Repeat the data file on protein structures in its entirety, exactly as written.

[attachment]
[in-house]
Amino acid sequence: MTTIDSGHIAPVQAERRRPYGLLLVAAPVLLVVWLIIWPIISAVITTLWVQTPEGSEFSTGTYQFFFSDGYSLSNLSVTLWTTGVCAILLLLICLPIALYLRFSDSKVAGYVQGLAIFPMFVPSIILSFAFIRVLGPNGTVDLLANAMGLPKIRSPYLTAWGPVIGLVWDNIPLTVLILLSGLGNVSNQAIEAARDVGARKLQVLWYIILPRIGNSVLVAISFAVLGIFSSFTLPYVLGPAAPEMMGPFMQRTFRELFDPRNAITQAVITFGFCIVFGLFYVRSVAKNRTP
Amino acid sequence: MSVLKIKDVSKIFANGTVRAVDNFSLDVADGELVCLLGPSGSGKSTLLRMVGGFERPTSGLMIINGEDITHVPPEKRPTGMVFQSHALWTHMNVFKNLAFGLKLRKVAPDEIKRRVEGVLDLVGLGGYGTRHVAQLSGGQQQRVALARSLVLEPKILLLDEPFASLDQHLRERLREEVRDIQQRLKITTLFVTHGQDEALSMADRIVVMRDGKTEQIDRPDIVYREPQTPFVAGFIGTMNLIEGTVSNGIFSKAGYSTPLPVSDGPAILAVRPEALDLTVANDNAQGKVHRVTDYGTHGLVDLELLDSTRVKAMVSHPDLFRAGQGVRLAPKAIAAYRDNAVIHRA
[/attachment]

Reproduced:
[in-house]
Amino acid sequence: MTTIDSGHIAPVQAERRRPYGLLLVAAPVLLVVWLIIWPIISAVITTLWVQTPEGSEFSTGTYQFFFSDGYSLSNLSVTLWTTGVCAILLLLICLPIALYLRFSDSKVAGYVQGLAIFPMFVPSIILSFAFIRVLGPNGTVDLLANAMGLPKIRSPYLTAWGPVIGLVWDNIPLTVLILLSGLGNVSNQAIEAARDVGARKLQVLWYIILPRIGNSVLVAISFAVLGIFSSFTLPYVLGPAAPEMMGPFMQRTFRELFDPRNAITQAVITFGFCIVFGLFYVRSVAKNRTP
Amino acid sequence: MSVLKIKDVSKIFANGTVRAVDNFSLDVADGELVCLLGPSGSGKSTLLRMVGGFERPTSGLMIINGEDITHVPPEKRPTGMVFQSHALWTHMNVFKNLAFGLKLRKVAPDEIKRRVEGVLDLVGLGGYGTRHVAQLSGGQQQRVALARSLVLEPKILLLDEPFASLDQHLRERLREEVRDIQQRLKITTLFVTHGQDEALSMADRIVVMRDGKTEQIDRPDIVYREPQTPFVAGFIGTMNLIEGTVSNGIFSKAGYSTPLPVSDGPAILAVRPEALDLTVANDNAQGKVHRVTDYGTHGLVDLELLDSTRVKAMVSHPDLFRAGQGVRLAPKAIAAYRDNAVIHRA